Smiling’s my favorite!

Stand tall: check!
Good cell reception: check!
No background noise: check!
Smile: check…?

While it might be weird to add “smile” to your radio interview check list, it’s important that you maintain the same facial expressions you would for a TV interview. Even though radio isn’t the visual medium that TV is, using facial expressions changes the way your voice sounds and forces you to be more animated. It’s true that people can hear you smile even though they can’t see you smile.

So, next time you have a radio interview, or perhaps next time you’re on the phone with a family member, practice sounding more engaged. Stand up, smile, and look at yourself in the mirror to watch yourself engage with your invisible audience.

Trust us, you’ll sound more conversational if the audience can hear your emotions.

Need more messaging help and/or media polishing? Become your best self and contact us today.

TUESDAY TIP: Don’t be like Phil Davison…

It’s one of our favorite political campaign speeches EVER. Not because it’s great, but because it’s so incredibly awful.

So while we suffer through the last two weeks of a few ho-hum campaigns (ahem, VA), we thought we’d remember more exciting times. Like the times of Phil Davison…

Phil Davison, a Republican running for Stark County Treasurer in Ohio, delivered this impassioned speech before a vote for nomination to the office. What starts out as a run-of-the-mill candidacy speech, quickly escalates to full out screaming. Perhaps even more entertaining than the sudden escalation of emotion and volume are the times his outbursts seem uncontrollable.

“AND A MASTER’S DEGREE IN COMMUNICATION.”

“I WILL NOT APOLOGIZE FOR MY TONE TONIGHT.”

“THIS IS THE OPPORTUNITY WE’VE BEEN WAITING FOR.”

While Phil offers us endless entertainment, there’s a fairly obvious lesson to be learned about emotion and volume when speaking in public or in your media interviews. Emotion is great. It connects you to your audience, makes you seem more approachable, and keeps people tuned in. However, when you turn your performance switch “on,” make sure slow and steady wins the race. Avoid the zero to 60 approach, unless you want to end up on CNN or the Washington Post’s “best political rants of all time” list.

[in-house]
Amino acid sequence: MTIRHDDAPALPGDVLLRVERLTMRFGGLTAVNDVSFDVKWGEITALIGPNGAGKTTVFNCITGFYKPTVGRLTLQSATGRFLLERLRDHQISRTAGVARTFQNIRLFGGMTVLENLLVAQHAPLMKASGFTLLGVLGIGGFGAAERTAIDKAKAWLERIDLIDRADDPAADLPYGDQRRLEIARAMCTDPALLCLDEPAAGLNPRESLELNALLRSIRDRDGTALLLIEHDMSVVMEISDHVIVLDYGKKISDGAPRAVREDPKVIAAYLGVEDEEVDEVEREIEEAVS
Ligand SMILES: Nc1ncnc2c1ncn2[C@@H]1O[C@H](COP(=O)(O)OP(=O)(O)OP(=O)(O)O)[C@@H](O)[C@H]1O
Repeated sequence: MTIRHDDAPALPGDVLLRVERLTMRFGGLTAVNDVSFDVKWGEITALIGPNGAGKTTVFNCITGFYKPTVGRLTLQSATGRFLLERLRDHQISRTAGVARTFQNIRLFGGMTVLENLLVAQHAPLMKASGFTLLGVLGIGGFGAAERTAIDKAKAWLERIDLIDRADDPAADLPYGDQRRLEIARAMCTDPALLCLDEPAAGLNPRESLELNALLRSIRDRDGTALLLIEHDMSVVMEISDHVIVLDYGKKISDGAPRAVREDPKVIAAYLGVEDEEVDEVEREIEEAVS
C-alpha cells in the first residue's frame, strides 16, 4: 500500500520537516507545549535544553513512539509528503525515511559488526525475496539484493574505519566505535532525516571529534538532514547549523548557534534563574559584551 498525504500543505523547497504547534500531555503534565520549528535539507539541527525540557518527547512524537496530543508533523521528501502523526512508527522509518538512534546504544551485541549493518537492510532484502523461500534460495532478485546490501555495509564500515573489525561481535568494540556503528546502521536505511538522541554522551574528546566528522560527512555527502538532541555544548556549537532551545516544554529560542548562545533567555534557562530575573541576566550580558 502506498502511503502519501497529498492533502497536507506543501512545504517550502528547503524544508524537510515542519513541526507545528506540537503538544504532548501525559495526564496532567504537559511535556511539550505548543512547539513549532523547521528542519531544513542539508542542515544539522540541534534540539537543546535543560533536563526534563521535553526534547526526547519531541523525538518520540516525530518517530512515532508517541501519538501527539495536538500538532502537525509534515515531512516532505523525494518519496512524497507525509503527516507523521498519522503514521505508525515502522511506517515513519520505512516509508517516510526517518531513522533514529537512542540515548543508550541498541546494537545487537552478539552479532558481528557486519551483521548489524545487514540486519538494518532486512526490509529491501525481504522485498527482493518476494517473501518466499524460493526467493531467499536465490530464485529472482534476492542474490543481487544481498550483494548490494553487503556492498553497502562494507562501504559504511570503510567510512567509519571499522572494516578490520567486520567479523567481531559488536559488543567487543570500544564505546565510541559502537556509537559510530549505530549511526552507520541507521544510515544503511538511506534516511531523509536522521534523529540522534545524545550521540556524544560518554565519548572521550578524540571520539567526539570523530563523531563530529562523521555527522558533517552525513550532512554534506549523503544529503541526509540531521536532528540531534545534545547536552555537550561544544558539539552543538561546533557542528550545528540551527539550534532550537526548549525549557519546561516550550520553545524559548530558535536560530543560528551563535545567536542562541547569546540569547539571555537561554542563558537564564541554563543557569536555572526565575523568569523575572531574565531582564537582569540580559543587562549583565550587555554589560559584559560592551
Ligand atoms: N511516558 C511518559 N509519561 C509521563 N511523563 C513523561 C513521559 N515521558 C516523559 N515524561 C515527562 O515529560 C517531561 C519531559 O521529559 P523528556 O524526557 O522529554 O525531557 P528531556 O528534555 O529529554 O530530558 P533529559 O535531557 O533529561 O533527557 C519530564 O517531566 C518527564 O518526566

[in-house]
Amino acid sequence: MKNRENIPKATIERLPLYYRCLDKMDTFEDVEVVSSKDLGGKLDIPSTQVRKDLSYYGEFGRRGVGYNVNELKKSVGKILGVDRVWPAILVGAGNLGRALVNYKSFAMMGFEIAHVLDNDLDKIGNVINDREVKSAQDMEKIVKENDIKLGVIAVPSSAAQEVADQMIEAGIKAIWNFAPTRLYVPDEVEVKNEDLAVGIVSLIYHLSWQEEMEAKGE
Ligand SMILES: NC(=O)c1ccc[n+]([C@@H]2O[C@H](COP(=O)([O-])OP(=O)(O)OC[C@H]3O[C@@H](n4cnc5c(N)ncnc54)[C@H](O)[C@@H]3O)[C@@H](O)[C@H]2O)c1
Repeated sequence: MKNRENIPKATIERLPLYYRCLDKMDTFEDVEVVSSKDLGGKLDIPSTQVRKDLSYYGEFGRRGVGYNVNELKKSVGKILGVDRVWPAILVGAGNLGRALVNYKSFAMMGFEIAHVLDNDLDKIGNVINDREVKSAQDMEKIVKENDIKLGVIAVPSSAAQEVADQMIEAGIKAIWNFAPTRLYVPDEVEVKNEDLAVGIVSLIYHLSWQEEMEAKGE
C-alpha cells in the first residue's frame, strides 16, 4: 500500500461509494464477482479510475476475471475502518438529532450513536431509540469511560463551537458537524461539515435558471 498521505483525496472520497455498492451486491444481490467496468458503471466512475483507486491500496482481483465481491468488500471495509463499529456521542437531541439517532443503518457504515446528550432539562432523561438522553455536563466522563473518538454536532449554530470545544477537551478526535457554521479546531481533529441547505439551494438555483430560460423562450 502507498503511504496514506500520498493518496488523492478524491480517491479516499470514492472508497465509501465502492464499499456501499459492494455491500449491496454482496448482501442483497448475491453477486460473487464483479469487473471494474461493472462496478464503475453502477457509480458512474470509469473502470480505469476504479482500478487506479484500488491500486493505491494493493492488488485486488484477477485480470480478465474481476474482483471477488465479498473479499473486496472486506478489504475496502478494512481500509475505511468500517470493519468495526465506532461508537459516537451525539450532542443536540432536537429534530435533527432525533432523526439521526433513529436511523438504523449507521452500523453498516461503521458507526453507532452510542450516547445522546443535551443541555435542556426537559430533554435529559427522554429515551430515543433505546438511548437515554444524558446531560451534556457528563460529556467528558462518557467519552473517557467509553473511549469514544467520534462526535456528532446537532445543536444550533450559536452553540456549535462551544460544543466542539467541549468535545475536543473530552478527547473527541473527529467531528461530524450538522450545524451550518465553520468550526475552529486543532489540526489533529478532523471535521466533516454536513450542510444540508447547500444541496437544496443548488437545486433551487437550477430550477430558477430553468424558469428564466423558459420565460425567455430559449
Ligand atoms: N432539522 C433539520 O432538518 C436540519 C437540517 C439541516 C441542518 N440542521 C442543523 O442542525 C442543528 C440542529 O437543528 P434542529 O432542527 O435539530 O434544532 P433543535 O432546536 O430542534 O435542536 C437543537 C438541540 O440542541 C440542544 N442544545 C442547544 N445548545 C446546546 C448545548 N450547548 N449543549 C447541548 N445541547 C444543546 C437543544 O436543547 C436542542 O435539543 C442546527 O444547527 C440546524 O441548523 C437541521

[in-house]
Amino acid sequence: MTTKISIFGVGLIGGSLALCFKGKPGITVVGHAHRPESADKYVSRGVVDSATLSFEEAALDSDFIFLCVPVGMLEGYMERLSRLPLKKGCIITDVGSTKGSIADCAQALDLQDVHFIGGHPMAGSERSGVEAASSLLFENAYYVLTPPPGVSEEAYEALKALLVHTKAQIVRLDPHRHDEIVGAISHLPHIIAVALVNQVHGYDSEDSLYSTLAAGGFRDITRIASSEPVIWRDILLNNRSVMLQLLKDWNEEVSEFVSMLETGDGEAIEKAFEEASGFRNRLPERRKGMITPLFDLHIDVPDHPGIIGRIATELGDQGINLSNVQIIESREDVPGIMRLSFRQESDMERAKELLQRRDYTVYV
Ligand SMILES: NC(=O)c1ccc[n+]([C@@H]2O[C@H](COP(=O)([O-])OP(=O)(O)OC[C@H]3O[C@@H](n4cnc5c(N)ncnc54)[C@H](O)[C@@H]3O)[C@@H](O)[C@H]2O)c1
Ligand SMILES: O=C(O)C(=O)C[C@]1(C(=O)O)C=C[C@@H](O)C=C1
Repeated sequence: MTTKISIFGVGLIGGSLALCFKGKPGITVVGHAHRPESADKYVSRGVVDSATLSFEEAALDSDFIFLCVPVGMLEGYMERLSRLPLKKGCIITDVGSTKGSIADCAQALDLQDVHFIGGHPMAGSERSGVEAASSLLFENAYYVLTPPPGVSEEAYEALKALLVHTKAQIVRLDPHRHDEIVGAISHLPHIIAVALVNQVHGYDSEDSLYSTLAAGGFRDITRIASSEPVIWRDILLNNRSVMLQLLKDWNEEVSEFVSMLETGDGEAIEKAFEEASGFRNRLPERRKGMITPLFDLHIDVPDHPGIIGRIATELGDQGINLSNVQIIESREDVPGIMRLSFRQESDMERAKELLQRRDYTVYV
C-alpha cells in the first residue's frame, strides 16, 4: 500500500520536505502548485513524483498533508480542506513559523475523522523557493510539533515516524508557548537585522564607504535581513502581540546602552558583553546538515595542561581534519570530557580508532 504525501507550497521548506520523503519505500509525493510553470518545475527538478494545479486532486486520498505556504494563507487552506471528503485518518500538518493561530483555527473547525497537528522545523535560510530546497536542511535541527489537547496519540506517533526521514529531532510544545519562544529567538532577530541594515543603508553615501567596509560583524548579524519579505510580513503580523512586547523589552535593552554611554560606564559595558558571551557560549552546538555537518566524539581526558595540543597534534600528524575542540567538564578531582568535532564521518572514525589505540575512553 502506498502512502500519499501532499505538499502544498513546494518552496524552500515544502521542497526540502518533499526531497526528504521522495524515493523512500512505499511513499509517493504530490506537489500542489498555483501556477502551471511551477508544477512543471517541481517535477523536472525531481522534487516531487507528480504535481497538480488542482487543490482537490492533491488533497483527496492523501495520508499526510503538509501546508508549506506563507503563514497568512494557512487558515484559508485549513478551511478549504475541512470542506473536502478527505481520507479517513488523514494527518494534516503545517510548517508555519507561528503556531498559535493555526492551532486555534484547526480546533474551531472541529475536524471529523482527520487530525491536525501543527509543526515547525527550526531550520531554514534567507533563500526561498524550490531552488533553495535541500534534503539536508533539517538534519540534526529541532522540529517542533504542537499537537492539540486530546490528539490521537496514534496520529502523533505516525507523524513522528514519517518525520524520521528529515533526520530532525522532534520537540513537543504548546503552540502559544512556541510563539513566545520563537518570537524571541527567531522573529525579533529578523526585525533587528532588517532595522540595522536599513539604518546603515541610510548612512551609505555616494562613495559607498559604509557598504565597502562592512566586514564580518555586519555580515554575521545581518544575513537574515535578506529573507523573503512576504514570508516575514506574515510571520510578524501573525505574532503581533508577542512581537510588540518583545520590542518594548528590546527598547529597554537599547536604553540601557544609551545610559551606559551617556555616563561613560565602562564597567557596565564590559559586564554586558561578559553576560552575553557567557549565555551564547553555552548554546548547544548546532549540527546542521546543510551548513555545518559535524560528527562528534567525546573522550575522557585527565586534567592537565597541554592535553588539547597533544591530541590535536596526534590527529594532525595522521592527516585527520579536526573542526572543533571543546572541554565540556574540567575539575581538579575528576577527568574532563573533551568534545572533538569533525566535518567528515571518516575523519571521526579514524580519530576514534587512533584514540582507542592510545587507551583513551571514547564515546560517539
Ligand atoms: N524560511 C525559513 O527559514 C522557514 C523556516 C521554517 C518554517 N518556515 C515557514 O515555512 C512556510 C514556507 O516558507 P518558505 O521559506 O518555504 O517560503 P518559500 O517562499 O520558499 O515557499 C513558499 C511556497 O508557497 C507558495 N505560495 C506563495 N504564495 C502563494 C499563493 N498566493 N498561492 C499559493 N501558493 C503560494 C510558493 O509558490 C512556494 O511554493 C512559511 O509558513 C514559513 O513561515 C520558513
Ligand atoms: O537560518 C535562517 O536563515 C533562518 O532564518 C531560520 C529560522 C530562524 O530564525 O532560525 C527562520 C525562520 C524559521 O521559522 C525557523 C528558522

Need more messaging help and/or media polishing? Become your best self and contact us today.

Trump, Twitter, and You

Twitter has been the hallmark of Donald Trump’s communication style from the beginning of his presidential campaign until now. The likelihood that he’ll suddenly log off is laughable, especially as we’ve watched him receive overwhelming coverage for these recent statements:

But as the Trump administration moves forward, his tweets will only increase in importance. (READ: midterm elections, relationship with North Korea, tax reform success, etc.)

If you haven’t fielded a question yet about his social media presence, you probably will…and soon.

So, how do you keep the conversation focused on your message instead of the world’s most famous Twitter account?

Here’s our suggestion for how to navigate:

 

Q: “What do you think about <insert latest tweet>?”

A: “I’ll let the TV pundits and communications experts hash out the effectiveness of his Twitter strategy, but when it comes to <insert talking point>.”

 

By focusing on the substance of the policy behind the tweet, you can sidestep the semantics for the most important thing: the issue. Don’t fall prey to arm-chair quarterbacking the tweet itself, focus on substance and you’ll make better use of your 30 seconds to clearly deliver your message.